Code Development

Research is fun when it consists of new and unique tasks. For repetitive ones on the other hand, computers are uniquely suited. Furthermore, in order to run RIMS instruments control software is required. We have worked and are currently engaged in multiple code development projects. You can find many of these projects on the lab’s GitHub page, Reto’s GitHub page, or the RIMS-Code GitHub page. Below we outline some notable projects.

Note: We are strong supporters of free and open source software (FOSS). Scientific research is generally paid for by the taxpayer. The outcome should thus be freely available for everyone. We strive to publish all software under open source licenses and only use open source software in our daily life.

Python Logo

As you will notice, a dominating programming language in our lab is Python. This becomes especially clear when you look at the GitHub pages given above. If you are interested in any of our specific code or you have questions, please feel free to contact us! Also, contributions to our codes are always welcomed. Please have a look at the developer guides (when available). Feel free to create pull requests for documentation enhancement, small bug fixes, etc. We are looking forward to your ideas and issues.


To process resonance ionization mass spectrometry data, we created a rimseval python package and wrapped a GUI user interface around it.


The software is published open-source and can be found on GitHub:

To get started, have a look at the documentation. The easiest way for users to process data is to use the GUI, detailed information on installation can be found here.

The solar system initial abundances in python: iniabu

iniabu is a package for python that you can use to easily calculate the inital abundances of the solar system and return ratios as δ-values or in bracket notation. By default the initial abundances from Lodders et al. (2009) are used. You can install this module by simply calling:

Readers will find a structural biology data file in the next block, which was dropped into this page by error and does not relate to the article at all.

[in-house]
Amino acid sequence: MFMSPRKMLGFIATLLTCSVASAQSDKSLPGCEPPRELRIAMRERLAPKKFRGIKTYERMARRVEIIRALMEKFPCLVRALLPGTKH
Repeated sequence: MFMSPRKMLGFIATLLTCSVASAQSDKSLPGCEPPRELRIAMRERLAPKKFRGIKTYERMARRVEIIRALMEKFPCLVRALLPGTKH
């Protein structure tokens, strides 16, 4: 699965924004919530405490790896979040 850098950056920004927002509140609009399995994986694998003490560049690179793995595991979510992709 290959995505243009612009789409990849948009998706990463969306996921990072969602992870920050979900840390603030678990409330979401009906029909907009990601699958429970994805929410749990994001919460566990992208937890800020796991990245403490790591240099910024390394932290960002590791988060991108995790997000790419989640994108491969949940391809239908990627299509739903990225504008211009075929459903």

pip install iniabu

The full documentation of iniabu can be found here. Full examples in the form of jupyter notebooks can be found here. This package is completely rewritten from its first version. It is also fully open source, the code base is available on our GitHub page. On that page are also instructions on how to install the latest development version, how to install from source, and how to contribute.

On the GitHub page there is also a discussion section where users are encouraged to share examples and ask questions on usage. Furthermore, you can raise an issue if you find a bug in the software, would like some specific feature included, or need help.

InstrumentKit – Drive your laboratory equipment with python

The freely available InstrumentKit has been used to interact with hardware for the LION instrument at Lawrence Livermore National Laboratory. Several classes have been contributed by us to this excellent compilation of tools. This allows you and anybody else in the world to utilize more tools, might motivate you to continue down the Python path, and contribute your own instruments one day.

Linear regression with CEREsFit

In Stephan and Trappitsch (2023) we presented the methods to calculate linear regressions for measurements that have uncertainties in both dimensions. For this work, we also implemented a python tool CEREsFit, which is freely available on pypi and GitHub. In the repository, example Jupyter notebooks on how to use the module and how to plot the regressions lines with rotated error bars for correlated uncertainties are also shown.

Resonance Ionization Scheme Drawer

Would you like to make resonance ionization schemes like the one we show here for titanium? Check out our RIMS Scheme Drawer software. This GUI allows you to draw your own resonance ionization schemes with just a few clicks and results in publishable figures.


Coordinate Transformation

If you work with samples in various instruments, our coordinate transfer program might be of interest to you. Assuming you have coordinates for your particles, our program allows you easily transfer these coordinates from one system into the other. You can use fiducial marks or simply find some of your sample positions again and start from there.

Coordinate Transformation

Enjoy, and if you want, the source code is there for you as well!